4

WHYZOMBIE? ZOMBIE POP CULTURE TO IMPROVE INFECTION …

63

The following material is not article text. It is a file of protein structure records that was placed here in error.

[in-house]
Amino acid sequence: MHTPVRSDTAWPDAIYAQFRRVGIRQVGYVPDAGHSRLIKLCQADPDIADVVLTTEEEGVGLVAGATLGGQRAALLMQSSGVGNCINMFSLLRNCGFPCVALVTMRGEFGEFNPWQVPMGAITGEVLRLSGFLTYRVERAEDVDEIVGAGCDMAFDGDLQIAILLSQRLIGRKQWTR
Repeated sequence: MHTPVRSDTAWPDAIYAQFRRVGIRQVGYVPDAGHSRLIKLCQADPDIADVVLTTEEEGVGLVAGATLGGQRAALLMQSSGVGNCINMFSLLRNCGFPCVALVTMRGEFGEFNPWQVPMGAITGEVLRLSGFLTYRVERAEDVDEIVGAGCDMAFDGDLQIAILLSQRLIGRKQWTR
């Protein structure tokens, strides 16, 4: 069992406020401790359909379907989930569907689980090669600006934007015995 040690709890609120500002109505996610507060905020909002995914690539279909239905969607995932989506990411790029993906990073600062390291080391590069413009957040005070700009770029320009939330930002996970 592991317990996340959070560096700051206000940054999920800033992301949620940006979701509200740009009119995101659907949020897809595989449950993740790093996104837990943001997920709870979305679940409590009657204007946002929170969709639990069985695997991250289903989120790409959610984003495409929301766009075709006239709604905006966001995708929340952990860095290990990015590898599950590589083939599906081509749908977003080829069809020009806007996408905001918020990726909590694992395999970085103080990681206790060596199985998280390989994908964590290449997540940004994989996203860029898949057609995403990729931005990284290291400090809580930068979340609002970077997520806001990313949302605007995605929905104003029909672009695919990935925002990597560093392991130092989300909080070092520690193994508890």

reinvigorate their education programmes and think outside the box. At the 2014 Australasian College for Infection Prevention Control (ACIPC) Conference, we presented our theory of using pop culture as a method to teach the basics of infection prevention and control. The scenes described above demonstrated the applicability of the genre to both standard and transmission-based precautions. What else can better demonstrate the need for personal protective equipment than the use of a cricket bat to incapacitate a zombie and the resulting blood splatter that ensues? Our colleagues agreed, and considered it to be a novel way to get their point across—particularly in the Emergency Department. We currently employ pop culture in our own teaching, not only zombies, but also superheroes (Spiderman is arguably the result of zoonotic transmission), television shows (if you want to learn about Creutzfeldt Jakob disease watch the X-Files), popular games (Resident Evil 2) or contemporary literature (real vampires do not sparkle, but are a good example of poor standard precautions). As trained Global Outbreak Alert and Response Network (GOARN) members, we employ it to train others, with a video currently in production to support training of healthcare workers in the rapid identification and implementation of appropriate infection prevention and control precautions for a previously unknown infectious disease. The protagonist may have recently provided first aid to a person who collapsed in the street, who had profuse bleeding from their mouth and was coughing. This person scratched our hero. The collapsed person … may have been living near a lab … that may have exploded … which caused an odd dust cloud … which everyone in a one kilometre radius may have inhaled. You can make up the rest.